"Buenos dias", "buenas noches" -- this was the first words in a foreign language I heard in my life, as a three-year old boy growing up in developing post-war Western Germany, where the first gastarbeiters had arrived from Spain. Fascinated by the strange sounds, I tried to get to know some more languages, the only opportunity being TV courses of English and French -- there was no foreign language education for pre-teen school children in Germany yet in those days. Read more
To find some answers Tim Machan explores the language's present and past, and looks ahead to its futures among the one and a half billion people who speak it. His search is fascinating and important, for definitions of English have influenced education and law in many countries and helped shape the identities of those who live in them.
This volume provides a new perspective on the evolution of the special language of medicine, based on the electronic corpus of Early Modern English Medical Texts, containing over two million words of medical writing from 1500 to 1700.
This brief monograph explores the historical motivations for two sets of phonological changes in some varieties of Romance: restructured voicing of intervocalic /p t k/, and palatalization of initial /l/ and /n/. These developments have been treated repeatedly over the decades, yet neither has enjoyed a satisfactory solution. This book attempts to demonstrate that both outcomes are ultimately attributable to the loss of early pan-Romance consonant gemination.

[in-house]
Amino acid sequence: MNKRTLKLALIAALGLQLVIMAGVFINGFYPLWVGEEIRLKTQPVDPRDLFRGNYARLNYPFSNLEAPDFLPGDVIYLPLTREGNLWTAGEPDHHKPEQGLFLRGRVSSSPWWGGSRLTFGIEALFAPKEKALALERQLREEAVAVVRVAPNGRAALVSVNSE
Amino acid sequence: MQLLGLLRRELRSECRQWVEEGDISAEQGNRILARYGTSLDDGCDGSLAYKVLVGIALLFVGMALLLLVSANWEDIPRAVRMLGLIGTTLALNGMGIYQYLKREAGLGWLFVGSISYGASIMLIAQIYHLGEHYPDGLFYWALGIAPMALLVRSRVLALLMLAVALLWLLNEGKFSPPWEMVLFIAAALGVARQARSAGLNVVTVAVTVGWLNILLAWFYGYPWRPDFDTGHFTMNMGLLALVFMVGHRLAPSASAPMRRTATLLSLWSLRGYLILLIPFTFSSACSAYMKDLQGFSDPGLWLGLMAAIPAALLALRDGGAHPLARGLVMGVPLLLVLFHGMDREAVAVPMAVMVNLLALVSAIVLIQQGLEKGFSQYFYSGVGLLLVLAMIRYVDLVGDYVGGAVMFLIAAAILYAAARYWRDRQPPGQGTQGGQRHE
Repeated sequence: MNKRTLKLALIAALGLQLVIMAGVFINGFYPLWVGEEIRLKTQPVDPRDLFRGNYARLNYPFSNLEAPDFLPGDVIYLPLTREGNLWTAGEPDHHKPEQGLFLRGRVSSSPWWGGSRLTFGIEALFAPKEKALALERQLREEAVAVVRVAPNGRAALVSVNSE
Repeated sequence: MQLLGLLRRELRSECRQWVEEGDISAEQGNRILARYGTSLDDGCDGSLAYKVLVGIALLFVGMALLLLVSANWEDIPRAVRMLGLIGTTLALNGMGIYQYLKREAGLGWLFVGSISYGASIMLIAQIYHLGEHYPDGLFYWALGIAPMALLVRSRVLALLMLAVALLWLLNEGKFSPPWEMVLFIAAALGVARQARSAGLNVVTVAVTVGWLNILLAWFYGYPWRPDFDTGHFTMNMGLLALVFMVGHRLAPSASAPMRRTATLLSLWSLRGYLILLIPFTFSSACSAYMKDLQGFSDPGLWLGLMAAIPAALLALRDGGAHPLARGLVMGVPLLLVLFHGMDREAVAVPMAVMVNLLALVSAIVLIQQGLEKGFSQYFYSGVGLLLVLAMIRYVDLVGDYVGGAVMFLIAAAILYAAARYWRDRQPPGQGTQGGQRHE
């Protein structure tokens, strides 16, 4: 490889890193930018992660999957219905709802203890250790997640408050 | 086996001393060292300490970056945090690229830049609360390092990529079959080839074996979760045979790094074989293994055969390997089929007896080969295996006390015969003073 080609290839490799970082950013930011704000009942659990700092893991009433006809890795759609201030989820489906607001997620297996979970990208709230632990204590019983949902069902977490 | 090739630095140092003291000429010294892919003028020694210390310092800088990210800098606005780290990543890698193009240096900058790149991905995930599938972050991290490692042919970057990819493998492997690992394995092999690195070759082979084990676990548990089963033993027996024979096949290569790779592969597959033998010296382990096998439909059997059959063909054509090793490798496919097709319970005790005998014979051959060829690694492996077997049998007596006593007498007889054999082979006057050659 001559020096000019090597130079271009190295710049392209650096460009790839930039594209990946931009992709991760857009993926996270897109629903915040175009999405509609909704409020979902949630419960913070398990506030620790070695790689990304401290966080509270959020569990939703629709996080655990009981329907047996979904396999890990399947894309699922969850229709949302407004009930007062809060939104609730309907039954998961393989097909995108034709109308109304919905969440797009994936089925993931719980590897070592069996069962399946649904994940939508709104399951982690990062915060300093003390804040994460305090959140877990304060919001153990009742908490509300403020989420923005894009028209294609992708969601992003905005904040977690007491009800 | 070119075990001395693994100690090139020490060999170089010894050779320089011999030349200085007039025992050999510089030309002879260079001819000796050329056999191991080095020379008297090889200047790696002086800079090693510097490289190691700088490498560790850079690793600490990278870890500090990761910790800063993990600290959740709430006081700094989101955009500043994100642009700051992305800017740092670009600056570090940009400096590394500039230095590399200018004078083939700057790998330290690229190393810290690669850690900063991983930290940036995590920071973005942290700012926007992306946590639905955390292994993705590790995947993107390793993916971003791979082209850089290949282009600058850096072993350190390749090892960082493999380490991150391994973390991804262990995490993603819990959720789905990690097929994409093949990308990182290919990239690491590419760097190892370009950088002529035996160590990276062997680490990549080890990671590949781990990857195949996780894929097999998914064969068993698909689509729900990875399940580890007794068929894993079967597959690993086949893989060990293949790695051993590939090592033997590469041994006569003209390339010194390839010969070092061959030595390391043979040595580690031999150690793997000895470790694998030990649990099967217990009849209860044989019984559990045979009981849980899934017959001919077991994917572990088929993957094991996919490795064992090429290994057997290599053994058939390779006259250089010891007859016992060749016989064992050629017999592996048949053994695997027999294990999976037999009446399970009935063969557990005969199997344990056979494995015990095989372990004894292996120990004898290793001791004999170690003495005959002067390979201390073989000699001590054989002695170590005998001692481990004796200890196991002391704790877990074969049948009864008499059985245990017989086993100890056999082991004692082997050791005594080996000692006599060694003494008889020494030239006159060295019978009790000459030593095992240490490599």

This study is of interest not only to the language-specific field of historical Romance linguistics, but also to general historical linguistics. The central problems examined here constitute classic cases of questions that cannot be answered by confining analysis solely to the individual languages under investigation. The passage of time, the indirect nature of fragmentary and accidental documentation, and the nature of the changes themselves conspire to deny access to the most essential facts. However, comparison of closely cognate languages now undergoing change supplies a perspective for discerning conditions that may ultimately lead to states achieved in the distant past by the languages under investigation.
Table of Contents
Chapter 1 Introduction 1
Chapter 2 Substratum 15
Chapter 3 Crucial ingredients: Intervocalic voicing in Latin, Assimilation at word boundaries 40
Chapter 4 Voicing in Western Romance 66
Chapter 5 Palatalization of word-initial /l/ and /n/ in Ibero-Romance 93
Chapter 6 Loose ends: Non-voicing in Rumania and the dialects of the Pyrenees, Irregular voicing in Italian 116
Chapter 7 Conclusion 141
Index of terms and concepts 159
Index of names 161